You probably think that playing tennis is all you need to do to stay in shape. Tennis provides an intense workout that will, no doubt, whip you into shape and help you maintain your weight. However, don't sideline yourself with an abdominal injury. Tennis is a strenuous sport that requires strong shoulders, arms and legs, but you also need strong abs. A flat stomach does not mean your abdominal muscles are strong enough to avoid injury. Strengthening your core muscles will reduce your risk of a painful injury and help make you a better player.
You might believe that tennis elbow or a torn rotator cuff are the most common tennis injuries, but injured abdominal muscles also occur frequently. A strained or even torn rectus abdominis muscle can occur when you serve the ball. The most common way the ab muscles are injured is when you raise the racket to strike the ball during your serve. Once you injure your ab muscles, it's likely to happen again. Strengthen your abs today to avoid an injury tomorrow.
You use a lot of energy when you play tennis. Most of your energy is expended when you push off the court with your feet as you run and jump to return the ball. Strong core muscles improve the efficiency of the energy transfer from your body to the court surface. This means you will move faster and farther if your abs are strong. Strong core muscles transfer energy from your feet, through the body and to your arms. In other words, your serve and your return will be faster if you strengthen your abs.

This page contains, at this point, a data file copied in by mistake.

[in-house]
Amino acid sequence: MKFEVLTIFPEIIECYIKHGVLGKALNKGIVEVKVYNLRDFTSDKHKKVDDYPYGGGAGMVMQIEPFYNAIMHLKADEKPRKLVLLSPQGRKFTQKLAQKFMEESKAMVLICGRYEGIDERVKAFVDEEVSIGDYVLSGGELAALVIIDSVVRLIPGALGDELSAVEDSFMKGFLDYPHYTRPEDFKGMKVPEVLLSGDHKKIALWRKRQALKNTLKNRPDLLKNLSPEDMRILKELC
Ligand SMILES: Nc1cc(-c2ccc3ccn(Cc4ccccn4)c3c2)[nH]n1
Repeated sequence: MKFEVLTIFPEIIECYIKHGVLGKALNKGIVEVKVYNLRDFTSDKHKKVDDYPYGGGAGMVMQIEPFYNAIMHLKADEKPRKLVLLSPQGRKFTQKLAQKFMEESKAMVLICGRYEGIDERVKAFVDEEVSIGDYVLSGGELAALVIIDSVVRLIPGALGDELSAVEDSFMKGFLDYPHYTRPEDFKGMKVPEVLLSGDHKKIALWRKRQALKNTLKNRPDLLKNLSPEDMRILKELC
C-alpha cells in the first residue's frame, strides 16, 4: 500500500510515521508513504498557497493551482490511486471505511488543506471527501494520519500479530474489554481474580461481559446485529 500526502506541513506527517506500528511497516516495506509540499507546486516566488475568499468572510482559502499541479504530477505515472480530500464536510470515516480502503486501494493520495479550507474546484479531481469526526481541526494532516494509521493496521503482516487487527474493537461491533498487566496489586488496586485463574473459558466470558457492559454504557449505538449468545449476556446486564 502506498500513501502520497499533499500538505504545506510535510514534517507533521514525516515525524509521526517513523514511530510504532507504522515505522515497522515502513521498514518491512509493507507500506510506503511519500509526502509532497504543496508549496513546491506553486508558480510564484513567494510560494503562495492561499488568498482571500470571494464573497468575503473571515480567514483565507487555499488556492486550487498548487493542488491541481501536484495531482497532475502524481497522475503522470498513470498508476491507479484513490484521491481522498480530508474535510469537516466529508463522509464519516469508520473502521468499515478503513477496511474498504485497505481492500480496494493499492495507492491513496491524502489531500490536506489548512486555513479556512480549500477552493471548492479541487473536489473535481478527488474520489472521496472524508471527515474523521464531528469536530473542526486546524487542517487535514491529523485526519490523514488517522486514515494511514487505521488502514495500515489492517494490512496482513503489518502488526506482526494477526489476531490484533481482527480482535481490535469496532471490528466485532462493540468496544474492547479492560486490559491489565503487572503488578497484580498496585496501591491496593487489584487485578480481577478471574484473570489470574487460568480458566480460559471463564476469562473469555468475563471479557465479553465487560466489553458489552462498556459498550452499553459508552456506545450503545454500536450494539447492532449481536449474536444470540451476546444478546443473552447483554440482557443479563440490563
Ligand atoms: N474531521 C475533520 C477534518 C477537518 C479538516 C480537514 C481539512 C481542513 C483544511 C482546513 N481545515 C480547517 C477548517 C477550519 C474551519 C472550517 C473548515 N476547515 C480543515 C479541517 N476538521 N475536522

One of the best ab strengthening exercises is the crunch. Crunches work your entire abdominal area, upper, middle and lower abs. You can do crunches the old fashioned way by lying on the floor and lifting your upper body, or you can do crunches on an exercise ball. Doing crunches on a ball forces all of your core muscles to make small, but constant, corrections to keep your body upright and stable. Incline crunches performed on an exercise bench with your feet above your head can help you focus on your lower abs.
Medicine Ball Exercises
You have to take your medicine if you want to play a better game and avoid injury, so pick up a medicine ball and strengthen your abs. Medicine ball exercises are a form of resistance exercise that can help improve your ab strength. Start with a light weight 6 pound ball and gradually increase the weight of the ball or gradually add more repetitions of medicine ball exercises as you grow stronger. Hold the ball at arms length and do trunk rotations; try medicine ball slams; and try holding a medicine ball while doing crunches.
- Sports Injury Bulletin: Coaching Young Tennis Players
- British Journal of Sports Medicine: Rectus Abdominis Muscle Strains in Tennis Players
- Fit 2 Hit: Why Core Taining for Tennis Players is Important
- Tennis for the Health of It: The Importance of Core Training for Tennis Players
- Donald A. Chu, Ph.D: Improving Core Strength in Tennis Players
- Ryan McVay/Digital Vision/Getty Images
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